Integrating the non-commercial and commercial input markets through input vouchers: Recommendations for Zambia


Increased use of improved seed and fertilizer has the potential to raise productivity and increase farmers’ incomes, thereby reducing rural poverty. However, smallholder farmers, most of whom are in outlying areas, are faced with lack of access to these indispensable inputs. 

Conventional input delivery channels such as the Direct Seed Distribution (DSD) used by government and non-governmental organizations have failed to address effectively the lack of access to seed due to the massive delays in delivering the input; in some cases irregularities such as corruption and financial mismanagement have also been experienced. 

Attempts are being made to improve seed distribution through approaches such as the Seed Voucher and Fairs (SV&F). Despite limited voucher experiences in areas such as Shangombo, little is known about the efficacy and impact of vouchers in agricultural input marketing and/or distribution in Zambia, and how it could assist government and the private sector to distribute inputs (including subsidies) without undermining the growth of commercial input markets in the country. 

In 2002 the Ministry of Agriculture and Co-operatives (MACO) considered fertilizer distribution using a voucher-based system, but inadequate information and experience in using vouchers made it difficult to convince decision makers.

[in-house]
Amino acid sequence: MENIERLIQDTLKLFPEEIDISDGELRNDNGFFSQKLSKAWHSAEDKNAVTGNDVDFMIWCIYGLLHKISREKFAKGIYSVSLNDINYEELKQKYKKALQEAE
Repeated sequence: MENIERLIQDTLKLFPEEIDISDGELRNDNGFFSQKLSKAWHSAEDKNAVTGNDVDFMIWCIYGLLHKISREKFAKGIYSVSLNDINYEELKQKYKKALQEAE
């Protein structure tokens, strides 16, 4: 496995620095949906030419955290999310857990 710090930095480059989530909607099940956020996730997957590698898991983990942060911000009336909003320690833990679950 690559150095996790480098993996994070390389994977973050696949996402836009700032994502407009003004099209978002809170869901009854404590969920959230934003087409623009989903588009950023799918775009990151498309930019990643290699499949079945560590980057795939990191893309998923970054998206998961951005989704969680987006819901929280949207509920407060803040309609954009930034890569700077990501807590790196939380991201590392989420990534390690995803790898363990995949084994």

To address policy-level interests in the voucher system, FANRPAN and its stakeholders in Zambia (and other countries participating in the study), including the Agriculture Consultative Forum (ACF), realized the importance of undertaking an in-depth study of the impact of vouchers in Zambia. Country researchers were, therefore, commissioned to identify whether (and how) input vouchers could be an effective distribution mechanism for inputs. 

The study has been undertaken in two phases, and has addressed the following issues: 

  • Assessment of farmer and stakeholder perceptions of agricultural input vouchers;
  • Assessment of the feasibility of using vouchers to integrate the commercial and non-commercial seed markets; and
  • Assessment and recommendation to implement a market-friendly seed and fertilizer marketing model for stakeholders.

The researchers secured information by undertaking a comprehensive international literature review during the first phase and continuing during the second phase with a detailed structured survey of stakeholders, using a questionnaire and checklists, assisted by Participatory Rural Appraisals and Focus Group Discussions. 

A National Dialogue workshop was supported by FANRPAN and organized by ACF, at which the draft survey findings were presented. Comments were incorporated into the final report.